Rumour had it Google would launch a web store version of its Android Market. Now fact has it, because today the Big G’s done just that. And not before time. It’s also addressed many of the beefs Android users had with the app experience – and those of the devs, too.
First up is that online Market, a place where finally Androiders can browse apps in a graphically rich environment, much as users of Apple’s App Store have been able to since the dawn of the downloadable third-party mobile app. But there is where it leaves Apple’s online effort in the dust – because while the App Store will force you to open iTunes to buy an app through your PC, the online Android Market will let you buy and install the app without leaving the browser. Who’s lagging behind now, Apple?
Other improvements include ranking of top apps to avoid the litter of bad code in Android’s comparatively unpoliced approval process and a Tweet button to allow for easier sharing (which being online will obviously help as well). There’s also a compatibility filter that acknowledges the problems of selling apps on an increasingly fragmented platform with four current versions.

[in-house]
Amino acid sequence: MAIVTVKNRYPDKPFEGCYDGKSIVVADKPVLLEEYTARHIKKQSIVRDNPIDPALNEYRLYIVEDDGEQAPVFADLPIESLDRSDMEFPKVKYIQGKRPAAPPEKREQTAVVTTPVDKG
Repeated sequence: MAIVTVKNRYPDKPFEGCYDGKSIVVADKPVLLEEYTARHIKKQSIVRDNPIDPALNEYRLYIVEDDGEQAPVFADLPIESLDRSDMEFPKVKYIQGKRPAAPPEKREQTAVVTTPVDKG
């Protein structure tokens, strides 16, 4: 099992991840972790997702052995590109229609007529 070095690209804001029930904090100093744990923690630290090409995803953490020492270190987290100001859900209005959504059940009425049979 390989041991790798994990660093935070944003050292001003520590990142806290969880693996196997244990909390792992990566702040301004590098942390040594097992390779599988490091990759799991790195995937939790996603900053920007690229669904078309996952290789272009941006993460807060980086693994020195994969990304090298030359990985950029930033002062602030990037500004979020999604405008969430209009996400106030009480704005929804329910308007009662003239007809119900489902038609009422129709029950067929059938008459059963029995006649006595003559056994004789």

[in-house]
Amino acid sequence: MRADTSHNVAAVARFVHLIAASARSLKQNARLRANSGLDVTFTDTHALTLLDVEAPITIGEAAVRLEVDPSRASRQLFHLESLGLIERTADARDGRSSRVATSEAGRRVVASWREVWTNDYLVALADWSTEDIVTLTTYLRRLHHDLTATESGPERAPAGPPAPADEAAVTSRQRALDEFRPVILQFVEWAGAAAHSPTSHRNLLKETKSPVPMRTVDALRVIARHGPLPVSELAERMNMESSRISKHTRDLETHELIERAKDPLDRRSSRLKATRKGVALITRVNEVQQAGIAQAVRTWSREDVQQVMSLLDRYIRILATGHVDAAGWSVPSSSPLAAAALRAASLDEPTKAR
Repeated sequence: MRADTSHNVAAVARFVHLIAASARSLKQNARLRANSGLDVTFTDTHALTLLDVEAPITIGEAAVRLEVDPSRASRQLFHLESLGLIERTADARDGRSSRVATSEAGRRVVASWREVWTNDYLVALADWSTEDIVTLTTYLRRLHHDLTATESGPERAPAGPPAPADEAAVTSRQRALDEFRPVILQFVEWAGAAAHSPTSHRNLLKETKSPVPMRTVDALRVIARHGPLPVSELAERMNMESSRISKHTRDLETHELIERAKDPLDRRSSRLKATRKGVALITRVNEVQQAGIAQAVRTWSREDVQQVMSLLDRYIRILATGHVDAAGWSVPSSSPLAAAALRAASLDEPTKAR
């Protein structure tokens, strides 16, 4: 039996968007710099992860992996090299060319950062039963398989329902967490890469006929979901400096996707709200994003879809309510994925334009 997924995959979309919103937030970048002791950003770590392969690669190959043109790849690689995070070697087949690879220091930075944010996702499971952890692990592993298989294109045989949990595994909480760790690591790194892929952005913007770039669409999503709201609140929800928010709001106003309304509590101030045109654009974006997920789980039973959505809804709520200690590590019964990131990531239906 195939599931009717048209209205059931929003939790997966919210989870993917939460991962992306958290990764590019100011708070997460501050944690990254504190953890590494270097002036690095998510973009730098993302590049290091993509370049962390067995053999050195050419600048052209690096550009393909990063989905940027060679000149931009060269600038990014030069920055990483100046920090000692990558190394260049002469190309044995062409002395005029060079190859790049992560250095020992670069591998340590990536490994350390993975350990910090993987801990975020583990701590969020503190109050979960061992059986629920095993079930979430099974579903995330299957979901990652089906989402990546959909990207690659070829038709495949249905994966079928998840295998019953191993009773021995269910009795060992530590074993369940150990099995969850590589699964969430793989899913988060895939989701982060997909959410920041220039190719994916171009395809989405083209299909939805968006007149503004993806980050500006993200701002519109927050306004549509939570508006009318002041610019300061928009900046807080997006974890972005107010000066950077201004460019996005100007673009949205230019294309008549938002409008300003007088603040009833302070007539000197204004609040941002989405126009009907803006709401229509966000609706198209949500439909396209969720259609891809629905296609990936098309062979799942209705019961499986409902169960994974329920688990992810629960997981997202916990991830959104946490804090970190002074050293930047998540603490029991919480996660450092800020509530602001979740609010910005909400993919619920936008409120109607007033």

And there’s good news for non-Americans, too, with the option for developers to specify regional pricing by country, as opposed to the existing one-price-fits-all model. That’ll (hopefully) spell an end to apps costing ?1.81, though there could be further costs down the line – Google is giving devs the option to offer in-app billing from spring.
That’s the biggest single overhaul of the Android Market since its inception in October 2008. And we’d like to take this opportunity to extend a long-overdue welcome to Google’s newly fronted app shop in 2011.
Take me to the new Android Market.